Okay, let’s just take a moment to truly appreciate the catchy title. Okay, now moving forward, this article is about the rash of Republicans turning on presidential loser Mitt Romney en masse since the election less than two weeks ago. Plenty of prominent Republican personalities are rallying against him, especially in light of the comments he made in a teleconference where he said that President Barack Obama was able to secure the victory because of “gifts” he promised minorities and, I don’t know, anybody out there that might have wanted to vote for President Obama. Now, since Romney was beaten with relative ease, at least compared to the apocalyptic media predictions of an excruciatingly tight race that might end up in the courts like the 2000 election between George W. Bush and Al Gore, his Republican friends, so quick to come to his aid in the months leading up to the election are cutting and running with the best of them.
The funny thing about this is why they are doing it. It’s the “gift” comment. Republicans that still have a political career of any sort (Romney’s is clearly done, but that shouldn’t hurt him too much being that he is worth hundreds of millions) want no part of this concept. It’s all part of the “kinder, gentler” (that sound familiar from somewhere?) Republican party that leaders are trying to forge ahead of 2016 in the hopes that may one day be able to wrestle the White House back into Republican hands. Bobby Jindal, Newt Gingrich, Chris Christie. They have all been out on the media trail throwing stones at Romney’s comments and making it clear that they, of course, think no such thing, but if you look back a little ways, you might find that a lot of these same characters were defending Romney when the jaw-dropping video was released where Romney made his equally infamous “47% comments.” Romney was heralded as someone that “misspoke” or didn’t put it “elegantly” but yet was speaking the truth. Now, he makes comments that amount to the same thing when it all comes down, and he is lambasted by his friends.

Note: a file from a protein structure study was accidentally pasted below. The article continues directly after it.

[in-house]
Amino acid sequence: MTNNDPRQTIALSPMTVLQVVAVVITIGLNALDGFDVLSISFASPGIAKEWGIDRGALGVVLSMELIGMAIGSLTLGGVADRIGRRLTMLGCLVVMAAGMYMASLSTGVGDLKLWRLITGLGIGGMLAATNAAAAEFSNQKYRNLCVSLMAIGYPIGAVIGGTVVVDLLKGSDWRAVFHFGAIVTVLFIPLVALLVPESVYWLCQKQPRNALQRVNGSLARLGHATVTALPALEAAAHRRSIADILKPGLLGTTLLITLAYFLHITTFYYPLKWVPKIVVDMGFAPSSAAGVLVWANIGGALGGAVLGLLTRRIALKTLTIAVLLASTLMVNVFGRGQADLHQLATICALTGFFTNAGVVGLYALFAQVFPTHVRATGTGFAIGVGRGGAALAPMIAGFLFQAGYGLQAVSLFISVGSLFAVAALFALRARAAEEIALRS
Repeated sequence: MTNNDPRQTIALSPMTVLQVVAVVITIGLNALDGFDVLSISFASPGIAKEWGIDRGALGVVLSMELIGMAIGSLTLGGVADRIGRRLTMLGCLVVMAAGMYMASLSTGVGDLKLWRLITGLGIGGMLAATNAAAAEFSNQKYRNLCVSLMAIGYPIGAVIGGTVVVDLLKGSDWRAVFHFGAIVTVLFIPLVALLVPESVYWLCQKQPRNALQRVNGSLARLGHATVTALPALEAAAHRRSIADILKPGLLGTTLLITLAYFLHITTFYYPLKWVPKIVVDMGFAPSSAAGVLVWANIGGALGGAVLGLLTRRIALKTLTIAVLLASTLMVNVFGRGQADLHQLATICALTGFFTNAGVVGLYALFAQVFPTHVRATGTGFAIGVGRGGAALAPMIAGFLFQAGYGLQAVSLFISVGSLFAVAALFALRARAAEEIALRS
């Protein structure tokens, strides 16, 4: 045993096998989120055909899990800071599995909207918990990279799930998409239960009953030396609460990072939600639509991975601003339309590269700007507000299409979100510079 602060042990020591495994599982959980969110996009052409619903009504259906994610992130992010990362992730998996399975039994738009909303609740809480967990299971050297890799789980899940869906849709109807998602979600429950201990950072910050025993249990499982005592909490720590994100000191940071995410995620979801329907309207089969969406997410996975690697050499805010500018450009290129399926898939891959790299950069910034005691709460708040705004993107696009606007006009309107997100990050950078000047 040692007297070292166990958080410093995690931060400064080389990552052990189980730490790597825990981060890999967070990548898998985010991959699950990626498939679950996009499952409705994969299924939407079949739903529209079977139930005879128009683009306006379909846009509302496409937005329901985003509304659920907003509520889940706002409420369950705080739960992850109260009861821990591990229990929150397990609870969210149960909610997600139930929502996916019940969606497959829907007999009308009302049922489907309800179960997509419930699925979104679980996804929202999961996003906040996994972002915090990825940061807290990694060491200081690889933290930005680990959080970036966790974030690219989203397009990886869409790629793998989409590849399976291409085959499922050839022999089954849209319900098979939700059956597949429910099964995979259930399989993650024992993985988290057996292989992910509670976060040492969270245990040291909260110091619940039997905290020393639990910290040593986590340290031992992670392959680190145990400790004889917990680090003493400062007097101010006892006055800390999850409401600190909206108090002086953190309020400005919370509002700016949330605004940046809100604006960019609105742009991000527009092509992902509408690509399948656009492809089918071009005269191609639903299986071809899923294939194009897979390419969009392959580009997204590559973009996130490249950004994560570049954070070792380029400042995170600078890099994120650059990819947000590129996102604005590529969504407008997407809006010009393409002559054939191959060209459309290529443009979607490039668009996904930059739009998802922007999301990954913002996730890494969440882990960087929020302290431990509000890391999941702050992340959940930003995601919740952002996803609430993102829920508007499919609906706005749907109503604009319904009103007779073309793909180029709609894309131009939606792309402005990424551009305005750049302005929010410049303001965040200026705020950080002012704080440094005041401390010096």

So, are we saying that they should stand by their man (sorry Tammy). Not at all. Politics is a bullshit game of changing your position whichever way the wind blows best, and to not change and make your political stock the highest you can would be showing integrity or actually believing in something, and we won’t have that in America. Yes, we said it. It doesn’t matter if it’s wrong or right, wouldn’t it be refreshing to see a politician in America believe in something really, just once in modern times, and not have every move that he made depend on polls or the whims of the media, American people, foreign leaders, CIA scandals, who Taylor Swift is dating…well you get the picture. But that’s not how you play the game, and we understand that. So, these slimeball politicians are simply doing what slimeball politicians do. Don’t hate the player…hate the game.
But as for the “gifts” comment. It’s true. Obama probably garnered millions of votes based on the concept that the voters would be in a better position for themselves with Obama in office. This could range from those on welfare to the uninsured to someone who likes to be able to have an abortion when they want to. It could be someone on food stamps or someone who can’t afford contraceptives but wants to be a bunny rabbit anyway. But the “gifts” is not a concept limited to one side of the political aisle in America or the other. These same “gifts” that Romney points out helped Obama he was offering himself. Just different kinds. Obama’s “gifts” were primarily targeted on the middle class and poor. Romney’s gifts were targeted at the rich and those that are anti-abortion and gay marriage. For the rich, the “gift” was knowing that for four years, Romney had your back and there would be no “crippling” tax hikes coming your way, forcing you to pay more so everyone else could pay less. For others, Romney’s “gift” was not a monetary one, but a philosophical one. Vote for him and have someone fighting “choice.” Vote for him and know that there will be no federal referendum on gay marriage for at least four more years. These were the gifts that Romney offered, even as Obama did the same. It seems that more people turned out to claim Obama’s gifts for themselves than did Romney.
That is our nation. We don’t vote for what is best, necessarily, but what is best for us. Does that mean that the outcome was wrong? That’s not what we’re saying at all. Common Sense Conspiracy as you all know advocates that neither side is likely to deviate from the course that has been set for us. But this idea that either candidate didn’t win votes by appealing to people’s senses of what is best for them on a personal level is like trying to tell me that all politicians are honest, golden individuals that live for their constituents.